A finance lease might be easier and quicker to arrange than bank borrowing. Additionally the issue costs for leases are typically lower than for either debt or equity. The numerical analysis undertaken does not include any arrangement fees and therefore this could have a bearing on the decision. Bank borrowings have a cash flow advantage over a lease, with lower cash outflows before the end of the project. EM is all-equity financed so the introduction of some debt into the statement of financial position could be advantageous by providing tax benefits and lowering the WACC. Both leasing and bank borrowings would be treated as debt in the statement of financial position so the effect on gearing would be the same. The bank borrowings will need to be repaid or refinanced at some point in the future, whilst obviously a finance lease does not. The original investment decision does not need to be reopened to take account of the cost of each of these types of debt. This is because the NPV is already positive and would only be increased by taking the lower cost of debt finance into account.

Advantages of borrowings/lease over equity (rights issue – Alternative 3) As leasing may be considered a direct alternative to medium term debt, the advantages and disadvantages of a finance lease compared with equity (rights issue) are therefore similar to those for debt. • • • • •

Interest and lease payments are tax deductible. Debt does not dilute share ownership or EPS, although in the case here this is probably not a concern. Probably cheaper and easier to administer borrowings or lease. A rights issue is a major administrative exercise and carries risks such as the rights not being taken up by sufficient shareholders. This could be covered by underwriting but this has a cost. Equity is a (more or less) permanent source of funds, for what is essentially a medium term investment. This is not appropriate – the funding will remain in place even when the equipment has no further use in the business. Cost of debt is normally lower than the cost of equity because lenders are given priority in terms of finance servicing payments and security of capital. Using debt finance would have no impact on the investment decisions but adjusting the NPV of the investment decision to reflect the higher cost of equity over cost of capital could threaten the financial viability of the project.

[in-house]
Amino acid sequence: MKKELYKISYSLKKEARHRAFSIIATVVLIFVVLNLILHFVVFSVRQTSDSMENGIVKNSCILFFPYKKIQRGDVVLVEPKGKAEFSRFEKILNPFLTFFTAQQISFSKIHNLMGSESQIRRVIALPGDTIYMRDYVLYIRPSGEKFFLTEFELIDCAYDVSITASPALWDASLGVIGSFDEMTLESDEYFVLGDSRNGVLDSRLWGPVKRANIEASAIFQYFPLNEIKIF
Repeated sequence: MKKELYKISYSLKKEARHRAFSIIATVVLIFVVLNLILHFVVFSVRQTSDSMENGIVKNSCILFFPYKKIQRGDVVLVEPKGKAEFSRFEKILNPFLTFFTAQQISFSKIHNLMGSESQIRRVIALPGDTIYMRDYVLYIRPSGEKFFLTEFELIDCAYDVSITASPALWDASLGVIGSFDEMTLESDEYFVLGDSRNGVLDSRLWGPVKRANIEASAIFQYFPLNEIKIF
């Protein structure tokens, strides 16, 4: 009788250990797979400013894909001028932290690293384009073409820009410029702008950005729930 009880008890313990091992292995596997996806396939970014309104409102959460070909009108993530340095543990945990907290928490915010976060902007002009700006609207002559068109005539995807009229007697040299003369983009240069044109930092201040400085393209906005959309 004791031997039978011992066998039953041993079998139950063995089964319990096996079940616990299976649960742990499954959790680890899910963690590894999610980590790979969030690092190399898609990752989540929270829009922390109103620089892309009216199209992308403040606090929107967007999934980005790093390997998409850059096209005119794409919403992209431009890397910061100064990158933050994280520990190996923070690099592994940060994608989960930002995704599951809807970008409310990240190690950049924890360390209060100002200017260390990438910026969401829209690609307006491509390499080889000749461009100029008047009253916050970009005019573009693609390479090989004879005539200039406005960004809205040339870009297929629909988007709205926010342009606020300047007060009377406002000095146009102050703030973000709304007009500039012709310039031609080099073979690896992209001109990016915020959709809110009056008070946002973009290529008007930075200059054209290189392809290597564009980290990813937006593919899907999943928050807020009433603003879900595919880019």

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Disadvantages of debt/lease over equity • •

Risk of bankruptcy if interest payments not met. This is unlikely here as EM is a very large company and at present has no medium or long term debt. Consideration would have to be given to how the debt would be repaid or re-financed at the end of the investment’s life.

Recommendation A finance lease seems the most appropriate given the scenario circumstances. The marginal disadvantage in NPV is outweighed by the administrative benefits and the slightly lower risk in respect of residual value. A rights issue is not appropriate as it does not match the duration of the investment and is a lengthy, complex process with higher risks.

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Answer to Question Three Part (a)(i) – Calculate the NPV, IRR and MIRR as at 01 January 2011 for the proposed project Calculation of NPV The NPV calculation should be performed using the risk-adjusted discount rate of 9%. APV calculations are not possible because insufficient data is provided in the question. However, any comments that such calculations might be useful in view of the 50% debt funding planned will be given credit. Year: All figures in US$ Millions

0

Non-current assets Net current assets Residual value – non-current assets Residual value - net current assets Net Operating Cash flows (OCFs) Tax at 25% on OCFs Tax relief on TDA’s (Note 1) Cash flows after tax